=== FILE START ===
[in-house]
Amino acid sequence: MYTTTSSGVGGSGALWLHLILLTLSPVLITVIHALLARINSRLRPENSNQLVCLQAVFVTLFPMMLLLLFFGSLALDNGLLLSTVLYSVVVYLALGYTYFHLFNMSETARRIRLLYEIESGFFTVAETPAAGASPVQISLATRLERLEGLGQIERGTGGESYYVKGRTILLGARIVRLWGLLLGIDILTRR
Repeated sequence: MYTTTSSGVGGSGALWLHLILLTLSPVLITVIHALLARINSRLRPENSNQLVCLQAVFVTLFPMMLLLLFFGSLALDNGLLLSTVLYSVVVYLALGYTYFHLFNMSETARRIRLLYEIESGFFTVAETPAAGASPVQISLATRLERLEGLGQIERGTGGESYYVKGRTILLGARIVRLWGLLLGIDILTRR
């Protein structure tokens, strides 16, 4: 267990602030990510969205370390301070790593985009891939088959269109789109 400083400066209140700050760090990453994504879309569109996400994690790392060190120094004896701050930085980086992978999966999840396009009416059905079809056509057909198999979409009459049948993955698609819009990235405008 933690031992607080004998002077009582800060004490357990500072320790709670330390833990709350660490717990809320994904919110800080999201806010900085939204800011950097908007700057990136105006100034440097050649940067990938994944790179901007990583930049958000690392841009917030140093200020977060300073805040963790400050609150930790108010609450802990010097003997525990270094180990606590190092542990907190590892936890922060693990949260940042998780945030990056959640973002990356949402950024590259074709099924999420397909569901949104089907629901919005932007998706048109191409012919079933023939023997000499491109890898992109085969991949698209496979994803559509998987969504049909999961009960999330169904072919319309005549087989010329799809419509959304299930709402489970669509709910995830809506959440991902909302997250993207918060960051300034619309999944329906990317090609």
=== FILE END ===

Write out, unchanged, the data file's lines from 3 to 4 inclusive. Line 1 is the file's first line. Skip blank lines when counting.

Repeated sequence: MYTTTSSGVGGSGALWLHLILLTLSPVLITVIHALLARINSRLRPENSNQLVCLQAVFVTLFPMMLLLLFFGSLALDNGLLLSTVLYSVVVYLALGYTYFHLFNMSETARRIRLLYEIESGFFTVAETPAAGASPVQISLATRLERLEGLGQIERGTGGESYYVKGRTILLGARIVRLWGLLLGIDILTRR
């Protein structure tokens, strides 16, 4: 267990602030990510969205370390301070790593985009891939088959269109789109 400083400066209140700050760090990453994504879309569109996400994690790392060190120094004896701050930085980086992978999966999840396009009416059905079809056509057909198999979409009459049948993955698609819009990235405008 933690031992607080004998002077009582800060004490357990500072320790709670330390833990709350660490717990809320994904919110800080999201806010900085939204800011950097908007700057990136105006100034440097050649940067990938994944790179901007990583930049958000690392841009917030140093200020977060300073805040963790400050609150930790108010609450802990010097003997525990270094180990606590190092542990907190590892936890922060693990949260940042998780945030990056959640973002990356949402950024590259074709099924999420397909569901949104089907629901919005932007998706048109191409012919079933023939023997000499491109890898992109085969991949698209496979994803559509998987969504049909999961009960999330169904072919319309005549087989010329799809419509959304299930709402489970669509709910995830809506959440991902909302997250993207918060960051300034619309999944329906990317090609």